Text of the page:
Look up quarantine in the dictionary*

I’d rather not look
  at schoolwork today. What’s up?
 I ask Jesse when her face appears on the
screen. Nothin’, dude, I’m as bored as every word
in the dictionary except quarantine!
 That word’s busy these days. People in
home isolation to keep safe from the
scarier words: Covid-19, hot spot, infecting that same dictionary

(c) Linda Mitchell--draft

*Sreenivasan, Sree. “@Sree's Daily Covid19 Show.” Videos: Nikki's Jam, 27 Apr. 2020,

Word Play is something you'll see Nikki Grimes recommend to readers and writers of poetry in many interviews including Today's Little Ditty...

The above word play prompt inspired Scissor...


is a sharp word
a cut to the chase
blade against blade word
blood-flavored if I’m not careful
Scissor looks like Mom’s don’t touch fabric
laid out for yards on the dining room table
waiting for her surgical eye and hand
to tissue paper match cloth to pattern
with a quarter
inch seam allowance
that buys new clothes

(c) Linda Mitchell --draft

Ms. Grimes is much more than poet. She's a prose writer, painter, card creator, blue collector, Christmas decorator can I celebrate so much?

How to Celebrate Nikki Grimes

First read.
Understand poetry
 a facet
of her
see cobalt blue
and purple?
see roses in her garden?
a gallery of paintings
handmade cards?
There’s seventy-five books
written for young people
             --and counting

The body of her work
grows and grows

Not that
it’s been easy
her memoir
shows us that
in verse, of course

In hazards
our poet
discovered sparkles
            specks of childhood
            spots of love
to share
a world-wide audience
             with us
I think love is
a secret sauce
she's employed
connector of words
images, color

We celebrate in kind
poem begetting poem
we say thank you Ms. Grimes
thank you

(c) Linda Mitchell--draft

About those roses...who can resist Nikki's extraordinary love of roses? Not me. Not this haiku either...

words by Linda Mitchell. Photo by Capri23auto/pixabay

Thursday, June 4, 2020

Poem of Farewell

Hello Friday,

My goodness, how many heartbreaks can one fit into a week, two weeks, this year? When I write, I hope you are well this week, I mean more than just physically healthy. I hope you are waking to and equipping yourself for the work of healing in front of us with the strength that you have as we move forward.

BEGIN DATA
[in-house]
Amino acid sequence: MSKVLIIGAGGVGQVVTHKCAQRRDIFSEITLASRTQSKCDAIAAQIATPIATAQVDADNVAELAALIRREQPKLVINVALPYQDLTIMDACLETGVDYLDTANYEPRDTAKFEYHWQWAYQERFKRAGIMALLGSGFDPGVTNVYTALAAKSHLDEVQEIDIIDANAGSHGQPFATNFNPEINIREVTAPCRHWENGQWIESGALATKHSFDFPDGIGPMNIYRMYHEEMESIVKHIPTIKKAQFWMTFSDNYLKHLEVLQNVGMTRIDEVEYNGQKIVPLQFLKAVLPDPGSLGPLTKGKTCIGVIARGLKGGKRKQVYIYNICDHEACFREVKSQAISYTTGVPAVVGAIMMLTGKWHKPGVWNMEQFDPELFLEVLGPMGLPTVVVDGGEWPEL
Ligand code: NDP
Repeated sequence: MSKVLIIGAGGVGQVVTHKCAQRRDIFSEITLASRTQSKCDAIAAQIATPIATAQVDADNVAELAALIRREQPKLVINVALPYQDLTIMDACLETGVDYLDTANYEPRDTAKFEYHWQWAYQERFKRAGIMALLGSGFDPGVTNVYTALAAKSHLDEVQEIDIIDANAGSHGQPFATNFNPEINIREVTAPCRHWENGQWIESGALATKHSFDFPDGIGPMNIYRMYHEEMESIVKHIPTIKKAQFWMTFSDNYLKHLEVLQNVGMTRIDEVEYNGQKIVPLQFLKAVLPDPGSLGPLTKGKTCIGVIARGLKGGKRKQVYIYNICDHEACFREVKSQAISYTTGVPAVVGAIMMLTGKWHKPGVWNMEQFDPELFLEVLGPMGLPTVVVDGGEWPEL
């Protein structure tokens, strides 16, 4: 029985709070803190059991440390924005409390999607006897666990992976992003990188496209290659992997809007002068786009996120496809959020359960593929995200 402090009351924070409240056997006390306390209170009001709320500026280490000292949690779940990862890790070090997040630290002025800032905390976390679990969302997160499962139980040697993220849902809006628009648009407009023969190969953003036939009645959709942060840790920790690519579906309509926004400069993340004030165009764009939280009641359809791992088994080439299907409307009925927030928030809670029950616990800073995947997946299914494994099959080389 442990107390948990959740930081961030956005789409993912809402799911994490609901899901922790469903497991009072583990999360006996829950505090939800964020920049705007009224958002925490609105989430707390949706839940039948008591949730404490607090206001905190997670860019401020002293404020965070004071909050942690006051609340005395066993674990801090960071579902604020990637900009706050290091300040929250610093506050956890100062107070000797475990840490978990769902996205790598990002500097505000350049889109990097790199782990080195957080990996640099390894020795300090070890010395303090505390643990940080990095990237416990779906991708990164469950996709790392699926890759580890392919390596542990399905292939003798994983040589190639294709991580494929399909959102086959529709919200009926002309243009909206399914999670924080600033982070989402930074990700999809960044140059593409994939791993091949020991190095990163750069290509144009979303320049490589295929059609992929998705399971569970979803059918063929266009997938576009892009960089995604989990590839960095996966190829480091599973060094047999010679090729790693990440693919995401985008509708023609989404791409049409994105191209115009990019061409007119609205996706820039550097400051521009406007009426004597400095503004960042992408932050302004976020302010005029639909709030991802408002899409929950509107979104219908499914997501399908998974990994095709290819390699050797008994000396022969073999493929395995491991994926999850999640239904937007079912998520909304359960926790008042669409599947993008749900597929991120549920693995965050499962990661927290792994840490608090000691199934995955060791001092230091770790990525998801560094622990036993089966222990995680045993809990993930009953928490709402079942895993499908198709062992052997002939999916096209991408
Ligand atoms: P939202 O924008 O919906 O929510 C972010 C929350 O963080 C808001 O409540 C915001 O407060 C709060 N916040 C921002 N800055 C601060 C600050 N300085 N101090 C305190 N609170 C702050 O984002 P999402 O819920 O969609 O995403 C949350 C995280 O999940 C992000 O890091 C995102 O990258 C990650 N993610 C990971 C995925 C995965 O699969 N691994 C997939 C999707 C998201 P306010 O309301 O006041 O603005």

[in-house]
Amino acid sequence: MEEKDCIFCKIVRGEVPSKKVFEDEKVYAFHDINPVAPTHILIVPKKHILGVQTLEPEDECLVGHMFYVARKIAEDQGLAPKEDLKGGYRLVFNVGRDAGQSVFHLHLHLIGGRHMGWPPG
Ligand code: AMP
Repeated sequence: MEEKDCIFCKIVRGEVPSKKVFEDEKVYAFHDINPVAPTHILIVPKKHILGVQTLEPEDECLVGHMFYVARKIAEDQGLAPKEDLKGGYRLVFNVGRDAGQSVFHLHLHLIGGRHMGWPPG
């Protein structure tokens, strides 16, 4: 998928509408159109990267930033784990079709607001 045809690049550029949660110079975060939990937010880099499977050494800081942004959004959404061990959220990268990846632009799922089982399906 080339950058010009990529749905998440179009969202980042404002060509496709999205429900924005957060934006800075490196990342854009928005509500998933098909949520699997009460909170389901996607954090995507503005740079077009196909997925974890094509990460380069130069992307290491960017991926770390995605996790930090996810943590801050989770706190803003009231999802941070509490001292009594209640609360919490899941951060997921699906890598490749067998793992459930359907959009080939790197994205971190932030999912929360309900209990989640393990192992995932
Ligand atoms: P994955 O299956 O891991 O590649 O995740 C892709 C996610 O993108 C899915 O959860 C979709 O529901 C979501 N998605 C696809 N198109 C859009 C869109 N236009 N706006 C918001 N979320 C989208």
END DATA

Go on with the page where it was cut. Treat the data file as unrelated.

I'm answering a SWAGGER challenge to write a poem of farewell. Isn't it funny how sometimes a theme can pop up everywhere you look? Farewell seemed to this week.

I received a post from the Library of Congress Teachers Corner titled: Saying Farewell with Poetry at the End of this Unprecedented School Year by teacher Rebecca Newland. There's some wonderful classroom activities shared there--take a peek.

And, I heard this wonderful interview of Charles Waters on The Children's Book Podcast (#599) with Matthew Winner. In it, Charles reads, Release, from Dictionary for a Better World (Carolrhoda Books 2020). This poem is a farewell too.

Latham, Irene, and Charles Waters. Dictionary for a Better World: Poems, Quotes, and Anecdotes from A to Z. Carolrhoda Books, 2020.

I've had an image haunting me from when students and teachers parted that last Friday of school. I wish I had time for a proper farewell with the student in this poem and all my students.

Friday, March 13th

Our principal announced
school was closing
for one month
a look of panic
spread over your face
A month? you mouthed
I looked at you, my stunned student
It’s OK
one month to make sure
no one gets sick
Miss, whole month?
Just one month
We walked to front doors together
tears in our eyes
burbling middle schoolers
a river around us
yellow busses idling
doors open
waiting to take you home

Without a true farewell

waiting to take you home
doors open
yellow busses idled
burbling middle schoolers
a river around us
tears in our eyes
We walked to front doors together
Just one month.
Miss a whole month?
No one gets sick
One month to make sure
It’s OK
I looked at
you, my stunned student
a month--you mouthed
Spread over your face
a look of panic
for one month
school was closing
our principal announced

(c) Linda Mitchell -- draft

For more poems of farewell please visit

Heidi Mordhorst
Catherine Flynn
Molly Hogan
and our host for this week's round-up Margaret at Reflections on the Teche

Wednesday, June 3, 2020

Spiritual Thursday: Hope

Hello STJ Friends,

I hope you are well. Ruth has given us a beautiful jumping off place for Spiritual Thursday with a look at a quote meaningful to her by Henry Nouwen.

Often, I ask students to identify verbs in our lesson objectives so that they can see what we are doing in our learning. I thought of this as I read Nouwen's quote. This is the list of verbs I quickly listed as I re-read the quote:

I borrowed these verbs for my thoughts on hope

2020 Hope 

I Have found these days
I must let go of the privilege of planning
to live each day as best I can
finding joy in smaller doses
I choose to cover my face, share food, buy books
let go of calling out blasphemers—already well known

I trust that my hope in God is placed well
It begins with fear but grows with love
I wait not by measured time
I trust waiting is life’s work
choosing practiced patience

I hope this fresh generation can continue the work
without giving up
without letting a temptation of laziness to take hold
Define work with actions
living the work with love for all neighbors
It molds us into children of
a God who holds us so dearly
who moves mountains so that we can feel warmth of the sun

(c) Linda Mitchell Spiritual Thursday June 2020